were doing. Even though parents praised both genders equally, boys were praised for their efforts 24.4 percent of the time; girls, only 10.3 percent. Boys, then, were being primed from early childhood to do something with their brains and skills and ability to remember to cover their mouths when they sneezed. And while girls, too, were told how smart and clever they were, they were more likely to grow up believing that they couldn’t build upon or develop those traits.”
This isn’t the first time it’s happened. It’s actually the third. And yes, I am counting. This is the third time I’ve been in a situation when the parent of a boy has insisted that “we” don’t play wild, wrestle or tickle girls and that pisses me off. Here we are, in the year 2012, and my daughter is only 14 months old and already she’s being elbowed out of fun and frolic because she has a vagina. Way to move forward, society.
I don’t know who this nebulous “we” is, but I was the second-oldest out of eight kids, five of whom were girls (six, if you count my brother Zach, who can out-shop all of us). And here are the things we girls did:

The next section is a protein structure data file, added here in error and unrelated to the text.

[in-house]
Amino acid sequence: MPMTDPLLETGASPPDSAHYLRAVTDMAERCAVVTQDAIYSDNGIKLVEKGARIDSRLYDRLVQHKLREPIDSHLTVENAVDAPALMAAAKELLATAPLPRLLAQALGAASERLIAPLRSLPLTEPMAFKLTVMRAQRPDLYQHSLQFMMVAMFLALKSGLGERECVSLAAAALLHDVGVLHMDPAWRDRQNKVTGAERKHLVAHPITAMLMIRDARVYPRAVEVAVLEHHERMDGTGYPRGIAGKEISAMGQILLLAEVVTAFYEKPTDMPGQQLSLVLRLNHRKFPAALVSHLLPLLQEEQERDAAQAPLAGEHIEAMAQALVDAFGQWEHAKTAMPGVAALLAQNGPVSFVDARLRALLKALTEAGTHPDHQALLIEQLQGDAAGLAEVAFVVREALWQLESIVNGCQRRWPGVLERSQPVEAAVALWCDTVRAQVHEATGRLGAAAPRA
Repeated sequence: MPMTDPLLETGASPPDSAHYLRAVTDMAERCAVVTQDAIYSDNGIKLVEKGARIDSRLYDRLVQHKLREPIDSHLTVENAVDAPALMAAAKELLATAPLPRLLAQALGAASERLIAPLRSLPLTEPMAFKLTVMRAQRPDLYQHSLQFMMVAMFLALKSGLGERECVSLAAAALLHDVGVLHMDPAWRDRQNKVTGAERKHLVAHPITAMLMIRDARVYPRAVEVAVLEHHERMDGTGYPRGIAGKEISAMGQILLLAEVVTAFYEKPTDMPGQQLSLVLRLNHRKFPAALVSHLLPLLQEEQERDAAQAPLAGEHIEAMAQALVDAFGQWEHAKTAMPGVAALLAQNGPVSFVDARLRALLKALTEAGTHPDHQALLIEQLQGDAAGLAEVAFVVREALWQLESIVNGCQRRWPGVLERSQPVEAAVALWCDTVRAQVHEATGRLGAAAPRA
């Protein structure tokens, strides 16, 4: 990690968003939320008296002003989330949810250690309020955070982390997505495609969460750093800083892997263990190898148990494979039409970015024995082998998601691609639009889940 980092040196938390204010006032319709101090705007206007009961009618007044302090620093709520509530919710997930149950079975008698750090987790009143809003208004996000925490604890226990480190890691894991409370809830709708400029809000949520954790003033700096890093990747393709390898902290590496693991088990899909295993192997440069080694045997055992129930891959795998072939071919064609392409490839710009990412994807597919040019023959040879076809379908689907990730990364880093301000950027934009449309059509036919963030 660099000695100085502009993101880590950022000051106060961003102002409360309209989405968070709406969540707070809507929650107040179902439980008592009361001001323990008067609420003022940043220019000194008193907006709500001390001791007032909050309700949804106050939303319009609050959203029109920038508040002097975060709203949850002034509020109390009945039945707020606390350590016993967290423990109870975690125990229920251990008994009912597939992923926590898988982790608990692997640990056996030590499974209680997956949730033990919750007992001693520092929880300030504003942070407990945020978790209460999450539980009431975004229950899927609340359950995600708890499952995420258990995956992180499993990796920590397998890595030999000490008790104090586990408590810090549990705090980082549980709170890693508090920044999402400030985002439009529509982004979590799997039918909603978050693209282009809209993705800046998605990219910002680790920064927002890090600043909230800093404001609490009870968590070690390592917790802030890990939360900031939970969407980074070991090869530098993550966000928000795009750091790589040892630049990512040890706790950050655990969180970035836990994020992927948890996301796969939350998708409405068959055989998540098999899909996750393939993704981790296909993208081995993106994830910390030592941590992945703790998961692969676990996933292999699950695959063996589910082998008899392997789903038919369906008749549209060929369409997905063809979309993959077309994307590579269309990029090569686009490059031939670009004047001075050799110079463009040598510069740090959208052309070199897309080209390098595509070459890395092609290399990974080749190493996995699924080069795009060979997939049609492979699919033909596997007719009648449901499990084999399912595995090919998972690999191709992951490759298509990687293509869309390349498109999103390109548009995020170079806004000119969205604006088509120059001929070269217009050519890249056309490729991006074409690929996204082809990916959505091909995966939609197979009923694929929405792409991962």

- Wrestle with boys
- Clothesline sisters who thwart your will
- Gang up on stupid neighbor kids who taunt your brother
- Get into scrappy fights when some kid in high school calls your sister a mean name
- Scream and yell and bounce off walls
- Pretend to be soldiers and play war
- Turn sticks into guns
- Jump off roofs
- Climb out of windows during church and scale the side of the church
- Climb trees and jump out of them into various bodies of water
- Shoot a lot of inanimate objects
Here are the things we girls didn’t do…
A southern Manitoba elementary school has come under fire for allowing a Christian Bible program to be offered without following provincial rules.
St. François Xavier Community School had been offering Discovery Time, a series of Bible classes run by Child Evangelism Fellowship, without passing a bylaw to do so, which runs afoul of Manitoba’s Public Schools Act.”
Parents spoke up. Keep speaking.